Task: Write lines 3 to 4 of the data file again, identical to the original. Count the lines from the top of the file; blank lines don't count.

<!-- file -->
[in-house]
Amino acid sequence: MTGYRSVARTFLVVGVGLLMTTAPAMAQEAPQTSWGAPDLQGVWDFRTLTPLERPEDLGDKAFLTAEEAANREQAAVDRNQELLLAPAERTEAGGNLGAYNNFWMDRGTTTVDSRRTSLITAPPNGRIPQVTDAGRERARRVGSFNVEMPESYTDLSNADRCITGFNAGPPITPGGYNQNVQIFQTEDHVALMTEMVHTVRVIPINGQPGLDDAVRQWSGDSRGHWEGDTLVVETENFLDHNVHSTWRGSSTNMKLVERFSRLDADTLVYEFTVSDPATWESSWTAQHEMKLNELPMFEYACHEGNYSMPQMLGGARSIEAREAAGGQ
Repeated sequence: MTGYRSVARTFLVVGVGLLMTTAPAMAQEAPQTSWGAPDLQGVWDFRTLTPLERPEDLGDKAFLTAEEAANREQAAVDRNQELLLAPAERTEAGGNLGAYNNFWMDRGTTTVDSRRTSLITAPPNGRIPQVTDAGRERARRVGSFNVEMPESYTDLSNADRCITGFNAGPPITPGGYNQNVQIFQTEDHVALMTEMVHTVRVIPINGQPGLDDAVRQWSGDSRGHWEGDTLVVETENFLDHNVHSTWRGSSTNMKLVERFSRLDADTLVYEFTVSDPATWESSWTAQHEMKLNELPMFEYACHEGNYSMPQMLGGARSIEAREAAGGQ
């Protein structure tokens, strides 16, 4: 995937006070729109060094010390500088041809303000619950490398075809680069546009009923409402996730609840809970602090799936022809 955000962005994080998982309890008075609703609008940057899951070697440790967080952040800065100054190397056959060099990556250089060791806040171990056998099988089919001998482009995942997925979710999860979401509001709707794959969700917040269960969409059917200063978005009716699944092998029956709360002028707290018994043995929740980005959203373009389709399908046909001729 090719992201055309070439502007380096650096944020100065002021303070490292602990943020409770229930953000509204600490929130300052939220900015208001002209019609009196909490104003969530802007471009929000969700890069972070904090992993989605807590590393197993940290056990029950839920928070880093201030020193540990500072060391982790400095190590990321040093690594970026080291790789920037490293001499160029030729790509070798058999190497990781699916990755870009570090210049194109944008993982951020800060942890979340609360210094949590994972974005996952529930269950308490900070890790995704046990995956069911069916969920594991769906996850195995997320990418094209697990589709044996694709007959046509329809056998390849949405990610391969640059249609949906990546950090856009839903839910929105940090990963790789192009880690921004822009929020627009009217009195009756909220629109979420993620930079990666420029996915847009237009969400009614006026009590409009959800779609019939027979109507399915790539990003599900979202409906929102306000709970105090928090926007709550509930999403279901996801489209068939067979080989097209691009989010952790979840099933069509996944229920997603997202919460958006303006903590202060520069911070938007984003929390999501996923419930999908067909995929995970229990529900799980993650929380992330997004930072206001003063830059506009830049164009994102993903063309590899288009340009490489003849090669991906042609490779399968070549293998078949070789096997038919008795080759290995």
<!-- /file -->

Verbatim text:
Repeated sequence: MTGYRSVARTFLVVGVGLLMTTAPAMAQEAPQTSWGAPDLQGVWDFRTLTPLERPEDLGDKAFLTAEEAANREQAAVDRNQELLLAPAERTEAGGNLGAYNNFWMDRGTTTVDSRRTSLITAPPNGRIPQVTDAGRERARRVGSFNVEMPESYTDLSNADRCITGFNAGPPITPGGYNQNVQIFQTEDHVALMTEMVHTVRVIPINGQPGLDDAVRQWSGDSRGHWEGDTLVVETENFLDHNVHSTWRGSSTNMKLVERFSRLDADTLVYEFTVSDPATWESSWTAQHEMKLNELPMFEYACHEGNYSMPQMLGGARSIEAREAAGGQ
């Protein structure tokens, strides 16, 4: 995937006070729109060094010390500088041809303000619950490398075809680069546009009923409402996730609840809970602090799936022809 955000962005994080998982309890008075609703609008940057899951070697440790967080952040800065100054190397056959060099990556250089060791806040171990056998099988089919001998482009995942997925979710999860979401509001709707794959969700917040269960969409059917200063978005009716699944092998029956709360002028707290018994043995929740980005959203373009389709399908046909001729 090719992201055309070439502007380096650096944020100065002021303070490292602990943020409770229930953000509204600490929130300052939220900015208001002209019609009196909490104003969530802007471009929000969700890069972070904090992993989605807590590393197993940290056990029950839920928070880093201030020193540990500072060391982790400095190590990321040093690594970026080291790789920037490293001499160029030729790509070798058999190497990781699916990755870009570090210049194109944008993982951020800060942890979340609360210094949590994972974005996952529930269950308490900070890790995704046990995956069911069916969920594991769906996850195995997320990418094209697990589709044996694709007959046509329809056998390849949405990610391969640059249609949906990546950090856009839903839910929105940090990963790789192009880690921004822009929020627009009217009195009756909220629109979420993620930079990666420029996915847009237009969400009614006026009590409009959800779609019939027979109507399915790539990003599900979202409906929102306000709970105090928090926007709550509930999403279901996801489209068939067979080989097209691009989010952790979840099933069509996944229920997603997202919460958006303006903590202060520069911070938007984003929390999501996923419930999908067909995929995970229990529900799980993650929380992330997004930072206001003063830059506009830049164009994102993903063309590899288009340009490489003849090669991906042609490779399968070549293998078949070789096997038919008795080759290995």